Gravity: It’s bringing us down


Man, it weighs us down, doesn’t it? I mean literally. It weighs us down.

Literally, but sometimes figuratively, too. When you’re stressed and worried, like I admittedly have been recently with this whole layoff thing, you just feel heavier. I’m heavy enough as it is without adding that to it.

Down arrows BIt’s hard to pick your head up. When you’re sitting, you need to prop your head with at least one hand. Even your eyes feel heavy. Gravity even keeps us from breathing properly. You have to really work to fill your lungs with air. Your walk becomes a trudge.

Gravity becomes an excuse. To put an obligatory sports angle on it, the San Antonio Spurs certainly could’ve used gravity as an excuse after their 113-111 loss to the Golden State Warriors in Game 1 of the NBA Western Conference finals on Sunday.

Spurs star forward Kawhi Leonard exited the game with a left ankle injury — and gravity was certainly involved with that — and with San Antonio up 78-55 in the third quarter. The Spurs, who had led by as much as 25 points, blew it all after Leonard left and the Warriors won by two.

That was a free fall. Gravity, man.

It looks like Leonard will miss Game 2 Tuesday. You can bet there are a lot of people in San Antonio today who are feeling weighed down by gravity.

The Warriors know a little about gravity themselves and not just the kind that enables Stephen Curry’s 3-pointers to fall through the hoop so regularly.

Steve Kerr, the Warriors’ head coach, has missed being on the bench during the playoffs because of serious health problems. Kerr has had two back surgeries, including one to take care of a spinal fluid leak that left him seriously ill and suffering intense migraine headaches.

Gravity is why we call it being “down in the back.”

The gravity of our situation — so to speak — makes us less than our true selves. We doubt ourselves. We snap at people who may or may not deserve it. We steer clear of people because we think they won’t want to be around us in our present state. We miss out on friendship and compassion because we’re angry at ourselves for being in this position in the first place.

Hmm … I may be getting a little too close to home here.

Gravity. It’s bringing me down, man.


Now, if I can lift my head just a little, here’s a look at the week just past:

  • Major League Baseball honored moms during Mother’s Day weekend and brought awareness to breast cancer by wearing pink: hats, jerseys, wristbands, catchers’ masks, shin guards, bats, everything. The whole thing looked like it was sponsored by Pepto-Bismol.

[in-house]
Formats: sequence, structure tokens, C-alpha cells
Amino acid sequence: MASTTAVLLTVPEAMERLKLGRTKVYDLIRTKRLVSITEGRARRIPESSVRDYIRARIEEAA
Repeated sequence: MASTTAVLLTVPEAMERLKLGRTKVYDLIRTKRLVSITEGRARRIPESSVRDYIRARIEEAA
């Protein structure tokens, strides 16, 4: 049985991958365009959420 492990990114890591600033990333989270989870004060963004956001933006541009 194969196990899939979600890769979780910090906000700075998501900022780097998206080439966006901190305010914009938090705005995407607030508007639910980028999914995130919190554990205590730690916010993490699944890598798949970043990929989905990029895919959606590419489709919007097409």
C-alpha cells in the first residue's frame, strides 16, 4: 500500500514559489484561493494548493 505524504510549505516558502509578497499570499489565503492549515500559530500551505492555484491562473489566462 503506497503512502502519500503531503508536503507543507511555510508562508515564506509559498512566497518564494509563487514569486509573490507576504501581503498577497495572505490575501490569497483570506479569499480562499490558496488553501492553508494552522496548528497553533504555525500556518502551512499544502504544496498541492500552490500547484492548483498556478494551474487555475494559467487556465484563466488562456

• NBA teams are soon going to be able to wear advertising on their jerseys. Not everyone has gone along with it yet, but perhaps the most notable will be the Cleveland Cavaliers. The Goodyear Tire & Rubber Co. will have its “Wingfoot” emblem on Cavs jerseys next season. Goodyear’s headquarters is in nearby Akron, Ohio, the home of the Cavs’ LeBron James.
  • Considering how much their pitching rotation has changed, it’s rather remarkable that Dodgers starters are second in the National League in ERA at 3.53 and their relievers are also second at 2.90. Overall, they’re first at 3.30.
  • Has anyone noticed how Dodgers rookie phenom Cody Bellinger has Ted Williams’ hair?
  • Derek Jeter’s uniform No. 2 was retired at Yankee Stadium on Sunday. That takes away the last single-digit number for the Yankees. Nos. 1-9 are gone. Unless somebody is given No. 0, that’s it.
  • A rainout Saturday prompted the Yankees to play a single-admission doubleheader on Sunday, with the Jeter ceremony between games. Straight doubleheaders used to be the norm and many teams scheduled them as a two-for-the-price-of-one attraction. Now, sadly, doubleheaders are played as “day-night” events only to reschedule rainouts, with separate admissions charged.
  • The Chicago Cubs had a run taken away Saturday because a runner slid beyond second base to break up a double play and umpires called the batter out at first as well, ending the inning. Manager Joe Maddon thinks the rule is lame and sarcastically added other “safety” rules that should be in place: “I think face masks should be mandatory for all hitters,” Maddon said the next day, according to ESPN. “And pitchers have been hit in the head by line drives several times, so pitchers should be forced to wear helmets.”
  • Actually, there are some who would agree with Maddon, even though he was being sarcastic.
  • It was sad to hear of the death of former major league umpire Steve Palermo, who died Sunday at 67. Palermo was shot and partially paralyzed in 1991 while trying to help two waitresses who were being robbed outside a Dallas restaurant. Through intense therapy, Palermo was able to walk again with a cane and threw out the first pitch at the ’91 World Series. He later worked for MLB as a special assistant and later as an umpire supervisor and liaison.
  • The Anaheim Ducks are one of Southern California’s least glamorous pro teams. But that doesn’t mean they aren’t entertaining. Pay attention! They’re tied 1-1 in the Western Conference finals with the Nashville Predators. Game 3 is in Nashville at 5 p.m. Tuesday.
  • reports that ESPN will have Beth Mowins call the play-by-play of the network’s late Monday Night Football game Sept. 11 between the Chargers and Broncos. Mowins is an excellent announcer and is a great choice, certainly much better than the most recent late-game MNF announcers, Chris Berman and Mike Greenberg. No woman has called an NFL game since Gayle Sierens did one game in 1987.

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